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This invention generally relates to systems for using location-based or location-specific information, and in particular, to one for optimizing the pickup of goods by a purchaser from a vendor, along with the use of location-based advertising.
The number of cellular phones with advanced messaging technology is growing quickly as users are embracing the new communications technology. Cellular providers are offering new features at reduced prices even as wireless web infrastructure is growing. Text messaging, cellular instant messaging and SMS messaging are gaining in popularity. Many mobile devices have been outfitted with GPS transceivers that can transmit present location information automatically to other applications. Programs making use of location-specific information have increased efficiency in supply chains in many industries where asset tracking has been successful. Prohibitive cost, however, has prevented widespread use of such technology outside of industry. Costs of component parts of such programs have only recently declined sufficiently to allow users to profitably modify such systems for use in finding new markets for small businesses and individuals who want to increase productivity.
Knowing the exact present location of a user or the user's communication device is useful in a host of security, military, and commercial applications. One underdeveloped area of development and commercialization, however, is in utilizing present location information to extrapolate future locations and times of arrival at those locations. If applications can be developed which accurately predict an entity's future location and time of arrival, there is likely to be savings of cost or gains in productivity. The efficiencies created by simultaneous travel performed by the person picking up goods or materials, coupled with preparation for delivery performed by the vendor or provisioner, are potentially enormous. One need only consider the number of man-hours humans spend in transit to pickup goods or materials, only to arrive and begin waiting for their delivery.
There are numerous difficulties in accurately predicting an entity's future location and time of arrival based on their present location. Among the most complex difficulties is the fact that people are free to choose when, where, and at what rate they travel from one location to another. Also the unpredictability of traffic jams and other happenings may delay arrival at a future location beyond what is predicted. Public transportation, especially bus systems, is notoriously unable to keep schedules due to such unpredictability.
Much of the prior art in the field of location-based services and mobile commerce relates to location-sensitive communication devices for obtaining or using location-specific information. In short, many devices are built to show where a user is presently located rather than where a user will be in the future. Additionally, much prior art is focused on putting information and the power to transact in the hands of a mobile user, requiring difficult and unwieldy interaction with small, technically complex devices.
To overcome the disadvantages of prior art location based systems, the present invention employs prediction of future time-of-arrival(s) to optimize efficiencies for a purchaser's travel to a pickup location and preparation of a vendor for fulfillment of a transaction by delivery of goods when the purchaser arrives. In conjunction with a predicted time of arrival (ETA) at a known future location or locations, the system enables the automatic formatting and sending of messages, including location-based advertising, to the purchaser in transit to the destination. Besides savings of cost and gains in productivity, the invention can provide ancillary benefits of new traffic management technologies, relieving traffic congestion, and increasing the ability of vendors to advertise and/or sell goods to a purchaser in transit.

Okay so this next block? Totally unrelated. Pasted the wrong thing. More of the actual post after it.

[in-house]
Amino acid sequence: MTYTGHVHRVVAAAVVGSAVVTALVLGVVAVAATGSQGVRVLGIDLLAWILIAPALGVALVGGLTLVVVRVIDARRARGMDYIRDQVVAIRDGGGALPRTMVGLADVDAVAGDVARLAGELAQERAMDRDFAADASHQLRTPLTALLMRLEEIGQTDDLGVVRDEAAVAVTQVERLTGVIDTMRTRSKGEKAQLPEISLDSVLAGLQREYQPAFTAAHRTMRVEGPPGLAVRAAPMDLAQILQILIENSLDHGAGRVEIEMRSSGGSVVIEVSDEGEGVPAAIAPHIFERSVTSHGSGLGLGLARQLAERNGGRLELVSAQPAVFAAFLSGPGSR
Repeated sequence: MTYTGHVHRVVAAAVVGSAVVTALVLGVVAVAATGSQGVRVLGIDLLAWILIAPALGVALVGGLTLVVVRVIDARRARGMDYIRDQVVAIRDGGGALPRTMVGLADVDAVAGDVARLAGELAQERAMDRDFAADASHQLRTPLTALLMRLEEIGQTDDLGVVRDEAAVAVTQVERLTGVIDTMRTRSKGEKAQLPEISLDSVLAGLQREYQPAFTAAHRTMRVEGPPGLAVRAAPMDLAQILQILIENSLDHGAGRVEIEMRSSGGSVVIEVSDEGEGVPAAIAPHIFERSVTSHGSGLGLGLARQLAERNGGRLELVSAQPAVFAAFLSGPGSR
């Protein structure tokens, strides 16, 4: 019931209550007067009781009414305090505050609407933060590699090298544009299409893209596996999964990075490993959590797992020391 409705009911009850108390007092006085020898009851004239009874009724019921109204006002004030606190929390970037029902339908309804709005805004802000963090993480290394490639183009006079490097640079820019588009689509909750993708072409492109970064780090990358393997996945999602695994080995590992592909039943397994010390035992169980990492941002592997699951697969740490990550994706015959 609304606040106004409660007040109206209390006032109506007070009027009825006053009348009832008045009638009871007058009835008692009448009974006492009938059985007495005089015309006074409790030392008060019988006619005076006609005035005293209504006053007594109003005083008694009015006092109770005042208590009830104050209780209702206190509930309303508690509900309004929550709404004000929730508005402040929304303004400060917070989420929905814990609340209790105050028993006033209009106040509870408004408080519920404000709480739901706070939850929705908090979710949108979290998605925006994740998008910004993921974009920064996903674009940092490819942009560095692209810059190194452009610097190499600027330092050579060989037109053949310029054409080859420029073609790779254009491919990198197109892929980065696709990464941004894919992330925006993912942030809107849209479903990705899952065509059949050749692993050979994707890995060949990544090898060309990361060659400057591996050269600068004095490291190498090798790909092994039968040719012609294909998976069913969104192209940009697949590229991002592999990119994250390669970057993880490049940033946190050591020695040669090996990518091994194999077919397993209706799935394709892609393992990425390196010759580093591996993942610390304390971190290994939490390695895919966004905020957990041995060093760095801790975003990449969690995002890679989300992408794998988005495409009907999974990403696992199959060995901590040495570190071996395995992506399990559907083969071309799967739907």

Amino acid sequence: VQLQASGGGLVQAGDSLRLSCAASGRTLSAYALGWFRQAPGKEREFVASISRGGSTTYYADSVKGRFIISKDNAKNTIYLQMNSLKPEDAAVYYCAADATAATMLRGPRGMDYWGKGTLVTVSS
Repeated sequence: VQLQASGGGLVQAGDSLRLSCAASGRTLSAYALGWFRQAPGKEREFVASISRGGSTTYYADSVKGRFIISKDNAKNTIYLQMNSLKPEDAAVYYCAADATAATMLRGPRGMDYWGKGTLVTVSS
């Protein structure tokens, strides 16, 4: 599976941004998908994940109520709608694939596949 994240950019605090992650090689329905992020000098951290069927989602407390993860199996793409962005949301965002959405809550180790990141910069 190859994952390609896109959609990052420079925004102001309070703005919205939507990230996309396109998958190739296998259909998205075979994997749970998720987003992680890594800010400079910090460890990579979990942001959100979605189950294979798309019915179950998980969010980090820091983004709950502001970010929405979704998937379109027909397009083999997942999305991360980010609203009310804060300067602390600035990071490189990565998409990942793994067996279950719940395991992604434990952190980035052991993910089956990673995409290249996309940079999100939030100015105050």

The system has a central processing server that monitors whether a customer order is active for delivery and whether the customer is in transit for pickup. Monitoring may be initiated by a customer call from a cellphone, message from a mobile device, logging online with the system from the user's PC or location-based touch-screen kiosk, and/or by detection of a customer RFID tag by a location-aware device in the vicinity of the customer. The server next estimates the time of arrival (ETA) at the designated order pickup location. Within the ETA “delivery window”, the server checks its vendor database and can formulate ad messages to the customer of sales, discounts, or other products of vendors having stores located along the way to or in the vicinity of the designated order pickup point. These messages are transmitted to the customer through their preferred type of mobile device, such as a cellphone, or PDA email address, or other mobile device display.
Vendors are motivated to utilize the system to provide “just-in-time” direct advertising to customers in purchasing mode. Users are motivated to subscribe to the system because it is a more convenient and time saving means of shopping. Additionally, vendors can save money by utilizing their delivery procedures more efficiently.
FIG. 1 shows a schematic overview of the present invention in which a central processing server operates between a vendor's PC, a User's PC, and location-aware devices for identifying users in a locale.
FIG. 2 shows an example of various location-aware devices by which users can make known their locations in real time to the central processing server.
FIG. 3 shows an example of communications identifying users from location-aware devices and vendor communications to the central processing server.
FIG. 4 shows an example of a formatted message sent to vendors when a customer is in transit to pick up order in the system at a pickup location.
FIG. 5 shows the time-based sequence of events for an active order logged in the system.